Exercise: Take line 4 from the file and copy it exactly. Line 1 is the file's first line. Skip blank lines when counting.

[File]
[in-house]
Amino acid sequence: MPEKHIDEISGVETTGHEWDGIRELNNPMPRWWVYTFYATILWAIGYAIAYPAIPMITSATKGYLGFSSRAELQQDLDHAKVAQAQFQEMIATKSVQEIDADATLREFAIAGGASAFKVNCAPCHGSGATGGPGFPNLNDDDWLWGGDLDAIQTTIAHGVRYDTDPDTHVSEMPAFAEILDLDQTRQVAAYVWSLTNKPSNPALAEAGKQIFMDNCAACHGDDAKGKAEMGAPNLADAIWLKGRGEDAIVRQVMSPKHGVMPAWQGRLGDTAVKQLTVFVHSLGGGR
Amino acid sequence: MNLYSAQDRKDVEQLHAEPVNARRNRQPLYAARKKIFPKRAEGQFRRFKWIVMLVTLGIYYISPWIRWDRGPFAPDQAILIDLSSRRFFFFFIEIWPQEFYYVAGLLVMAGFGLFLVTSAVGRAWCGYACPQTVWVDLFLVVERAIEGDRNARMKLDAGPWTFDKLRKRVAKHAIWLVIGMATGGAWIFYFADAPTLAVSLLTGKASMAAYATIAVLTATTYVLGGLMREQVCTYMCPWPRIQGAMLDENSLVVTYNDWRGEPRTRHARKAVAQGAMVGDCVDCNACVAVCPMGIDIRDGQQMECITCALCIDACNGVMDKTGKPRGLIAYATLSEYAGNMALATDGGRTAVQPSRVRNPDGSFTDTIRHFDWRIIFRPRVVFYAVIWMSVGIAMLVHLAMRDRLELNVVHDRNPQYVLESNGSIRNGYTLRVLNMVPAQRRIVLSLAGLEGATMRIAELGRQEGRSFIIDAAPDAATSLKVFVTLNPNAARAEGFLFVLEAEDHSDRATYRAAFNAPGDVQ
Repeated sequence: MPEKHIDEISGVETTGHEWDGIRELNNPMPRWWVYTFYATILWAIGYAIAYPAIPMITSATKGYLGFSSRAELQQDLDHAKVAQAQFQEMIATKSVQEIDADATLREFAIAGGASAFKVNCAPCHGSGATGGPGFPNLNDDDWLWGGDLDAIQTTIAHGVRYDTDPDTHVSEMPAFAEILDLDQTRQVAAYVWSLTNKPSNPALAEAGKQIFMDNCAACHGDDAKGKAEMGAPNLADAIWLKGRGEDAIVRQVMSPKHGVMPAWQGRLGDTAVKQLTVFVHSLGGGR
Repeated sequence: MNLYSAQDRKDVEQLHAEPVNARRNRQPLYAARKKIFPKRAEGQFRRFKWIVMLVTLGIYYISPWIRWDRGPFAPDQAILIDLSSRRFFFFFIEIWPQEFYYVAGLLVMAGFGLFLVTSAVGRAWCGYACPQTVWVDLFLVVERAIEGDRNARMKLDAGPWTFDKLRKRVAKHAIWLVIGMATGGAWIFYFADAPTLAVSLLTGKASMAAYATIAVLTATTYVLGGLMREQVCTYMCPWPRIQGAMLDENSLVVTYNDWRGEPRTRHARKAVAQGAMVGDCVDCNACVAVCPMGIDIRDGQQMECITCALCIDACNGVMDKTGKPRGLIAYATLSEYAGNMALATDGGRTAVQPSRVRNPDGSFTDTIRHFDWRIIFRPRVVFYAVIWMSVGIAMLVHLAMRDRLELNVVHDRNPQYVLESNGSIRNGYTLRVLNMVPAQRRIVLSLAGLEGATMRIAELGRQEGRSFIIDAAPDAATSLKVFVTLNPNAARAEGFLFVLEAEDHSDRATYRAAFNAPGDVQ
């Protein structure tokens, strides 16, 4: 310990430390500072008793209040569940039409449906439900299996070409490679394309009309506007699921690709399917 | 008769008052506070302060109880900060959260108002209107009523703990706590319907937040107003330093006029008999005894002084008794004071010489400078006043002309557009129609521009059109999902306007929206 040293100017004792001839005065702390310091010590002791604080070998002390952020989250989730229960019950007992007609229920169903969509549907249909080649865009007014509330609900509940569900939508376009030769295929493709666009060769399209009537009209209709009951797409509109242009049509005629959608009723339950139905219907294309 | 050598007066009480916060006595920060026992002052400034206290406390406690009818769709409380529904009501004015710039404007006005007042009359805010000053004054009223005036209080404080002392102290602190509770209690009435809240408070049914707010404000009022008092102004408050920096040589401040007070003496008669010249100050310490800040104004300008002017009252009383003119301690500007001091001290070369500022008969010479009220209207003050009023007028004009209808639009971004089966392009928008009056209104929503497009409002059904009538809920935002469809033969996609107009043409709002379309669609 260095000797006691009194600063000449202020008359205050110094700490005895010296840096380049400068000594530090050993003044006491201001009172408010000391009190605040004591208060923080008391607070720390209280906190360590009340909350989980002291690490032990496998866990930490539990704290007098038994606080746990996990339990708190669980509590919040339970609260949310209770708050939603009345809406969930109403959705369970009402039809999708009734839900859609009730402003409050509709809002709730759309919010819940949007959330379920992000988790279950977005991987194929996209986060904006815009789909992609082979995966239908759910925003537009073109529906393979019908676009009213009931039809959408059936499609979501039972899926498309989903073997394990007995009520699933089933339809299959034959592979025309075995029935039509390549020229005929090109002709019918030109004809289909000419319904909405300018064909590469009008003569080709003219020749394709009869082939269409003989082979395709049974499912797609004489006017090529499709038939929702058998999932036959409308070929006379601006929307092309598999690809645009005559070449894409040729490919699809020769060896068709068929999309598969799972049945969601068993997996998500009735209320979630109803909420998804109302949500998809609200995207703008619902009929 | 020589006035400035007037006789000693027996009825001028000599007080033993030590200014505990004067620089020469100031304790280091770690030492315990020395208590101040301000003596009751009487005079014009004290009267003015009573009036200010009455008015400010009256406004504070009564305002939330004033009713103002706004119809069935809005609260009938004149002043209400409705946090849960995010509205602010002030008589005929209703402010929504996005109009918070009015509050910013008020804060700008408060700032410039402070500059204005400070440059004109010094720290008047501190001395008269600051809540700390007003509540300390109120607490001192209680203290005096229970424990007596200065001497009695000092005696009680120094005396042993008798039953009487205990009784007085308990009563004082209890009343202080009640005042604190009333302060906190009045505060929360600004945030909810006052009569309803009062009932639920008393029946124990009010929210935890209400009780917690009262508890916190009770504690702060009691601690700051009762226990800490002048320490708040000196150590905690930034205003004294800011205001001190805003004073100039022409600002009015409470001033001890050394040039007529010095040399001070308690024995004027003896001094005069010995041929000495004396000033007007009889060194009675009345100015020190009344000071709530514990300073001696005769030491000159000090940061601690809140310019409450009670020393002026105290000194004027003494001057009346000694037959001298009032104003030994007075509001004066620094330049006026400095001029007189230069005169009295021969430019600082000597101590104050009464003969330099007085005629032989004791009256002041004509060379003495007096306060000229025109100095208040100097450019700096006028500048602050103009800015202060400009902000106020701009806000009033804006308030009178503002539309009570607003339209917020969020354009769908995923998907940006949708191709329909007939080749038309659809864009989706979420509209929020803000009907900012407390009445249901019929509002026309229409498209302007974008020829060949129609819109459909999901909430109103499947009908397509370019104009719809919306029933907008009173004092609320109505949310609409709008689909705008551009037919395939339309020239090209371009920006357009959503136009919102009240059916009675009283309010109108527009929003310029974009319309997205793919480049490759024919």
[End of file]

Repeated sequence: MPEKHIDEISGVETTGHEWDGIRELNNPMPRWWVYTFYATILWAIGYAIAYPAIPMITSATKGYLGFSSRAELQQDLDHAKVAQAQFQEMIATKSVQEIDADATLREFAIAGGASAFKVNCAPCHGSGATGGPGFPNLNDDDWLWGGDLDAIQTTIAHGVRYDTDPDTHVSEMPAFAEILDLDQTRQVAAYVWSLTNKPSNPALAEAGKQIFMDNCAACHGDDAKGKAEMGAPNLADAIWLKGRGEDAIVRQVMSPKHGVMPAWQGRLGDTAVKQLTVFVHSLGGGR